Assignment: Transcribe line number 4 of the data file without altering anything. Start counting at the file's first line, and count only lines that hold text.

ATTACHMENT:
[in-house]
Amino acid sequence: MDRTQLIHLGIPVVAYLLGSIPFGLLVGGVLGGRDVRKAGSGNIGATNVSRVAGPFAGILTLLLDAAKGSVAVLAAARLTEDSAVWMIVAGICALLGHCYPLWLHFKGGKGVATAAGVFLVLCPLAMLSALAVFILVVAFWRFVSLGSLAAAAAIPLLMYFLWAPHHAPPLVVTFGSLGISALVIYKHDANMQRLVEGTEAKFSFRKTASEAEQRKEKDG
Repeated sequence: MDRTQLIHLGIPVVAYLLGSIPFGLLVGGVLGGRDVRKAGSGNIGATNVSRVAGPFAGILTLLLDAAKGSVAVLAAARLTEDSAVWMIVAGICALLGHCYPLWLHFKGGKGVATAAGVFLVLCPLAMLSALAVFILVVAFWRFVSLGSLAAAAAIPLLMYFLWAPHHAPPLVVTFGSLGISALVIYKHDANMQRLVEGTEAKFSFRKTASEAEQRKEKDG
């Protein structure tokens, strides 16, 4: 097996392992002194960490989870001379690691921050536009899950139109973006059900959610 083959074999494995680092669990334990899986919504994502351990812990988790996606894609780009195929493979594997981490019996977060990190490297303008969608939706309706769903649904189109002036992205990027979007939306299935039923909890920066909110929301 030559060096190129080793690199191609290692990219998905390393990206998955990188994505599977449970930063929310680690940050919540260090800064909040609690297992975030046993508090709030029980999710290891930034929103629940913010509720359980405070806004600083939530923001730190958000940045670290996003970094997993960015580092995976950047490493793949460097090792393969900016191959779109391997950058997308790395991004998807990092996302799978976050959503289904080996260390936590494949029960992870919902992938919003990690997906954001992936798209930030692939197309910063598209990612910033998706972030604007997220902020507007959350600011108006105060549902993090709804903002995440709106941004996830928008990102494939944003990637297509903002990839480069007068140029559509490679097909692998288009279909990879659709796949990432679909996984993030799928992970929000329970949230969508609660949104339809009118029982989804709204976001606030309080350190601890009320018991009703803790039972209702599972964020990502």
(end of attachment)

């Protein structure tokens, strides 16, 4: 097996392992002194960490989870001379690691921050536009899950139109973006059900959610 083959074999494995680092669990334990899986919504994502351990812990988790996606894609780009195929493979594997981490019996977060990190490297303008969608939706309706769903649904189109002036992205990027979007939306299935039923909890920066909110929301 030559060096190129080793690199191609290692990219998905390393990206998955990188994505599977449970930063929310680690940050919540260090800064909040609690297992975030046993508090709030029980999710290891930034929103629940913010509720359980405070806004600083939530923001730190958000940045670290996003970094997993960015580092995976950047490493793949460097090792393969900016191959779109391997950058997308790395991004998807990092996302799978976050959503289904080996260390936590494949029960992870919902992938919003990690997906954001992936798209930030692939197309910063598209990612910033998706972030604007997220902020507007959350600011108006105060549902993090709804903002995440709106941004996830928008990102494939944003990637297509903002990839480069007068140029559509490679097909692998288009279909990879659709796949990432679909996984993030799928992970929000329970949230969508609660949104339809009118029982989804709204976001606030309080350190601890009320018991009703803790039972209702599972964020990502």